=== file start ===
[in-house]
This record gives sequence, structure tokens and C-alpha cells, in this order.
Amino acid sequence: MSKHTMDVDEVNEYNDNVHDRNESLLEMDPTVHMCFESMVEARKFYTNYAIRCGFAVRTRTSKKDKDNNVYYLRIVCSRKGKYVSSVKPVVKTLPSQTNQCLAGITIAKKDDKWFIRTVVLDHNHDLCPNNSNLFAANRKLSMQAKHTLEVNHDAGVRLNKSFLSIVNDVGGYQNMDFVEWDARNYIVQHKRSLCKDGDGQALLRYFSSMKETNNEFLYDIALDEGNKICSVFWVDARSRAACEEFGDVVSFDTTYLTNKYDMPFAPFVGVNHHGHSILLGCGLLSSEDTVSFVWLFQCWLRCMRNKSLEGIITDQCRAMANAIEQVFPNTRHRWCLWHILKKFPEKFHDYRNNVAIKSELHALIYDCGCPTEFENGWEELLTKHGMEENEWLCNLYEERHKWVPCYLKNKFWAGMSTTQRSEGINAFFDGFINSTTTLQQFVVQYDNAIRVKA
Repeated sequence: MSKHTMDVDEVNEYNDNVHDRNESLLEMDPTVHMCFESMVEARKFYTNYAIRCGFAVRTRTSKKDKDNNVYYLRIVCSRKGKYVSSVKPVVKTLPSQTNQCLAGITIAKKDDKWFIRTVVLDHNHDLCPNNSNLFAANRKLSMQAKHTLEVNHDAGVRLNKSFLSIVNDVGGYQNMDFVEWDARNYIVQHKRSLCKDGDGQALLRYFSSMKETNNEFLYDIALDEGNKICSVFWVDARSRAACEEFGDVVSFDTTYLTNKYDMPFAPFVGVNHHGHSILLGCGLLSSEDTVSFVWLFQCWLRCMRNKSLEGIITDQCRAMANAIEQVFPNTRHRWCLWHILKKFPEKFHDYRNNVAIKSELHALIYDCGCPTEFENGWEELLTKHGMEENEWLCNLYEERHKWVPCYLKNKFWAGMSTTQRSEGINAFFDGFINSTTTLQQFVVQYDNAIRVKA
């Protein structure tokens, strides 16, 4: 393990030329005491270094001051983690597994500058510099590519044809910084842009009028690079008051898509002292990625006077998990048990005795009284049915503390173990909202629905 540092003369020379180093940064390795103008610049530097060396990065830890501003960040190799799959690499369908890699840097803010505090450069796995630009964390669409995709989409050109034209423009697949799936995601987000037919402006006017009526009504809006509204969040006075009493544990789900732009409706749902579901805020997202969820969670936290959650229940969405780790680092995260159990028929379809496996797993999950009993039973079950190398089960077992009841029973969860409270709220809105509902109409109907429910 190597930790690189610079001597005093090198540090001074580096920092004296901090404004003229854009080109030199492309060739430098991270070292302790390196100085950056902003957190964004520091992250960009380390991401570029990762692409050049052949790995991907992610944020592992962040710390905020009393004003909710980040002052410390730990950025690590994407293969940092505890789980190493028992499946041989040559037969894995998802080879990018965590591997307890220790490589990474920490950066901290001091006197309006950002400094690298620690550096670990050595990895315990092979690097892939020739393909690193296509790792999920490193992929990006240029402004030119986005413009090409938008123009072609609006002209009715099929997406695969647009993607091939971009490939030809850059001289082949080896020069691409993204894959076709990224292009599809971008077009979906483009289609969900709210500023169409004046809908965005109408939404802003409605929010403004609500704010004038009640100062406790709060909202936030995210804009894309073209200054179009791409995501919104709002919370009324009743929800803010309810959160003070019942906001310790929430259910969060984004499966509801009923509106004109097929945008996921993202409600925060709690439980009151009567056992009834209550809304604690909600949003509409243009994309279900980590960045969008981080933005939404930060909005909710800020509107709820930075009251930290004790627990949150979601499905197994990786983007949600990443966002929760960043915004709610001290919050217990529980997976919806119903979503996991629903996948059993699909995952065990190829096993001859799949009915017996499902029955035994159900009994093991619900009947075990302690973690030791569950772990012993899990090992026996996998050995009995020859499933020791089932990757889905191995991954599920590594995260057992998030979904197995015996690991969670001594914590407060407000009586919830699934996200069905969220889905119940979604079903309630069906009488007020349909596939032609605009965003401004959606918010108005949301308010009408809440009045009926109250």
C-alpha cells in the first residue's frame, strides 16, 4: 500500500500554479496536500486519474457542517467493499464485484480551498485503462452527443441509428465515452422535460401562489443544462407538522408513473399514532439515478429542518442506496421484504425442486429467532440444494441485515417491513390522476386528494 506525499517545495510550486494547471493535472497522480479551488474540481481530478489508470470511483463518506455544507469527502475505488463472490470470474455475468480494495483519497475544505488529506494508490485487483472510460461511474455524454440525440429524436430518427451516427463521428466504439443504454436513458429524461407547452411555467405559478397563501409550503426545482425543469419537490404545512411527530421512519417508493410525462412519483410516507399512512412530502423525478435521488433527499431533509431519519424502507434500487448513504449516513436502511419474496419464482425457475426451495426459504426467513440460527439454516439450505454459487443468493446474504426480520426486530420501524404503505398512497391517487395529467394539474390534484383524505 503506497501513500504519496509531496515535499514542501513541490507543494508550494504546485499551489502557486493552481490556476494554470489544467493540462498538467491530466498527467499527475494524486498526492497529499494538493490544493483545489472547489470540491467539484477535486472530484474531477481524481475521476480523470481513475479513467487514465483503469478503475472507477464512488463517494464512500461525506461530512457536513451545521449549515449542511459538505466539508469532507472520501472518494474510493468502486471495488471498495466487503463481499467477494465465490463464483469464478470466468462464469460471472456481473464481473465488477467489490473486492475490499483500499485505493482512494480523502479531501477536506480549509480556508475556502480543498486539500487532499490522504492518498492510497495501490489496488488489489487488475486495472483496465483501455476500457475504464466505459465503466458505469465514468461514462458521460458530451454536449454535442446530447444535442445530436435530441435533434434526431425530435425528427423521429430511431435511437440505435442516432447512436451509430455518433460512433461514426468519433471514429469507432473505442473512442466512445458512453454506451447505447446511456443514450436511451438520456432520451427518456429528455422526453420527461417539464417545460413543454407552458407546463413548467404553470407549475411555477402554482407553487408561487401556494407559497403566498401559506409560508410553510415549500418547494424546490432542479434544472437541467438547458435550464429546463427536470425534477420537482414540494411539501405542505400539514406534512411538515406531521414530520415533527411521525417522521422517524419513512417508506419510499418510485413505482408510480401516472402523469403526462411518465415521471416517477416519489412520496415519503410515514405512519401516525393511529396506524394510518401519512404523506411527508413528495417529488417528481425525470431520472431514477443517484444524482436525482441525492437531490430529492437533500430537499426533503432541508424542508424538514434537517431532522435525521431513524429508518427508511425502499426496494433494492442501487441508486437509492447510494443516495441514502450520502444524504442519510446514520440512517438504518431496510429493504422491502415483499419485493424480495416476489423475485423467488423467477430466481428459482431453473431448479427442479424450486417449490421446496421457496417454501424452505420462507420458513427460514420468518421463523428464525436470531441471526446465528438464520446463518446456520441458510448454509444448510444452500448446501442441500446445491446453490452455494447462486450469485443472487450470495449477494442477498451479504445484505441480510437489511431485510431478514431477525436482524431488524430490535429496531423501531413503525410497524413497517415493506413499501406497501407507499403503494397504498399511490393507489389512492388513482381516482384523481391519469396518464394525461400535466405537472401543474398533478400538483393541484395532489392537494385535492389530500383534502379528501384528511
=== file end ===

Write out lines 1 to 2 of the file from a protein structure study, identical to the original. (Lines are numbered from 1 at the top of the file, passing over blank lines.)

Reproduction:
[in-house]
This record gives sequence, structure tokens and C-alpha cells, in this order.